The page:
History Books to be released this Spring
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Spring releases: a brief video from CSPAN
Gotta love C-Span.
This one's going on my list: The Whites of Their Eyes: The Tea Party's Revolution and the Battle over American History, by Jill Lepore, one of the most gifted historians now living. She uses the present-day Tea Party and its issues and rhetoric as a takeoff point for reviewing the many uses to which we have put the memory of the American Revolution.
I have two, now three of Lepore's books on my wishlist but at the same time I am not very happy with her over an entry she wrote for TeachingHistory.com, http://teachinghistory.org/issues-and-research/roundtable-response/24063
When I first read it I wanted to tell her that we don't all live in Boston or Philadelphia, but somehow we have to pass that feeling on to our children. The computer seems like a fine tool for us to use to do it.
Since then I have started to understand that I have lived in the "Boston" of the Midwest. It is also possible that we all live in historical sites, we just need someone that can point it out.
In Over-the-Rhine: When Beer Was King the author compares today's Tea Party with the Know Nothing Party of the mid 1800s. Any thoughts on that comparison ? Anyone have a book they would recommend about the know Nothings?
I give up on the touchstone. http://www.librarything.com/work/10623900/book/66592526
I think she's onto something important. The Internet is hostile to historical analysis, and much of what passes for thought, online, implicitly treats the past as if everything happened simultaneously, and every human action or speech-act is an infallible window into the character or nature of the actor. You know how we're always reminded that everything we say or post online will be preserved there forever? That's not all: it is liable to be wrenched out of context and served up as an exemplar of all that we believe.
For all its futurism, nothing ever really changes on the Internet. That's the illusion, anyway. The past is the meaningless gray expanse that preceded the Singularity, in which everything happens at once.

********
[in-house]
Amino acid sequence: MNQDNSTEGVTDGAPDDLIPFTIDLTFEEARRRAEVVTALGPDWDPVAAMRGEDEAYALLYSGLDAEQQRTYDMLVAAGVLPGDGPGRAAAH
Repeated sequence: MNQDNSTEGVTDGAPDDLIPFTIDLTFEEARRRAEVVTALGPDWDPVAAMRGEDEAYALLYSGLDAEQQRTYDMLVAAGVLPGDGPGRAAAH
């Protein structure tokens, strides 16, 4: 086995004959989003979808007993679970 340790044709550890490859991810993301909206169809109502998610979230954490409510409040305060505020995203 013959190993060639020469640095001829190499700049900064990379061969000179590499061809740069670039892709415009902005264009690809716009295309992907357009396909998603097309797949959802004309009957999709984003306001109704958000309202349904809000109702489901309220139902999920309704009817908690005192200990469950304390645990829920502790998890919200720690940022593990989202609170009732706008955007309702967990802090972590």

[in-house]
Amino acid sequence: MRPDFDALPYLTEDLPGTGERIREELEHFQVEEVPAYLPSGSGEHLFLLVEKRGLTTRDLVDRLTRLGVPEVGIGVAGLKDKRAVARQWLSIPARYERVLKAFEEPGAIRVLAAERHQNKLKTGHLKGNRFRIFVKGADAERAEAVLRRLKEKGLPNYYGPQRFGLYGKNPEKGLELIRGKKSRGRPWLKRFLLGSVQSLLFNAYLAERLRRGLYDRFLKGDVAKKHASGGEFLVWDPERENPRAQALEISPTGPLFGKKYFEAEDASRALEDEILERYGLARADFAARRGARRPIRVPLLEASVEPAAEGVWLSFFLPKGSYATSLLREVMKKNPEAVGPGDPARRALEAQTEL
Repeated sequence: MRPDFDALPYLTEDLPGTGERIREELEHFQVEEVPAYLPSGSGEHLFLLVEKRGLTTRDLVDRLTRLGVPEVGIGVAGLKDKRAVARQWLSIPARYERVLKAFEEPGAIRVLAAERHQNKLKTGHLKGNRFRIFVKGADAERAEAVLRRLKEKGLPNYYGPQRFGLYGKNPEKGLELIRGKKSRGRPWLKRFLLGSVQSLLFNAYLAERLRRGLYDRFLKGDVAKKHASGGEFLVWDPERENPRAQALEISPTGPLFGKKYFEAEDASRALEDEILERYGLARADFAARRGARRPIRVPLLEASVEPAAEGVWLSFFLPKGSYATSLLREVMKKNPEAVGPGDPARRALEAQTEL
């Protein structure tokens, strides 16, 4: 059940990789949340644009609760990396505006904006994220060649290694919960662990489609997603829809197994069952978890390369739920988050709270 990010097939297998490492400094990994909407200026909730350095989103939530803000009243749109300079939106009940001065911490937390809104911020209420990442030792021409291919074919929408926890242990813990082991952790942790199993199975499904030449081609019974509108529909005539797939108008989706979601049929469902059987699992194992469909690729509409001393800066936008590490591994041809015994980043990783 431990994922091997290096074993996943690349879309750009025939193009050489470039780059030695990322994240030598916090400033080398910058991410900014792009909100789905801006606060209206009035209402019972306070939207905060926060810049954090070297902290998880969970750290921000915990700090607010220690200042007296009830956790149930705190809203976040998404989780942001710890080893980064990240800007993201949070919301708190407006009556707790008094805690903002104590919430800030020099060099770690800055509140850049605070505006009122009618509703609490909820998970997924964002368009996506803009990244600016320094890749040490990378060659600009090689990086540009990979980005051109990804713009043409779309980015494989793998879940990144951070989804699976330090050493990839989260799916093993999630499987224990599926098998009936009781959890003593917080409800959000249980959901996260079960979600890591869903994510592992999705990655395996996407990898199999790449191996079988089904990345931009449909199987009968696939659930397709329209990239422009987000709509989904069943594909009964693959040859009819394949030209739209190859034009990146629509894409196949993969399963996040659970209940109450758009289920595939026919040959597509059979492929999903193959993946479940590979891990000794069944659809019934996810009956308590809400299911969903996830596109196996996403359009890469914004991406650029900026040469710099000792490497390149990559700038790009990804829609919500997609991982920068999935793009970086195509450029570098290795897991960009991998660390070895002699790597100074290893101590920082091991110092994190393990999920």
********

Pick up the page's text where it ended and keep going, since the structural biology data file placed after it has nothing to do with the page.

To get a feel for history, I agree that it's necessary to break out of the bubble of the Internet (or mass media, or the salon culture of Bourbon Paris, or whatever sophisticated parochialism happens to characterize your time and place). You have to make a kind of felt contact with the past, and this happens at certain physical places. For me it was (for the first time) the Castillo de San Marcos in St. Augustine, Florida. I'm sure I'd had this sense of connection before, but not so strongly as to be forced to make something of it.
I'm trying to get at something that is more coherently described in Silencing the Past by Michel-Rolph Trouillot. It's true that these sites of connection are available anywhere; he describes some in Haiti. And some sites where people have a strong sense of touching the past are actually clouded with legend. I'm now thinking of the nearby waterfall where local people ardently believe a lovelorn Cherokee "princess" leaped to her death.
I have Silencing the Past on my desk at home, I checked it out of the library last week. She is right about the sense of connection to history that you can get from a place or, for me digging through an archive or touching an artifact, a ship or a building or even a signed book.
Reading, on the internet or in a book has never given that connected feeling except one time. I was reading John Rankin's Letters on American Slavery and I grew up outside Ripley Ohio. I took dates up to sit in his front yard and take in the view. It is a historic site but its importance was never explained to us.
I think the internet, digital history, is a great way for us to expose out children to local history so that when they get out into the neighborhood they can feel the connection.
This one's been around for a while, but I was impressed: The Party of Fear, which has been revised and updated since I read it.
In my edition (from the '90s) Bennett expresses strong hope that the know-nothing nativist strain had finally gone out of American rightism. Sadly, the young 21st century's immigrant-baiting politics, free-lance border patrols, and crusade against "political Islam" have crushed that hope.
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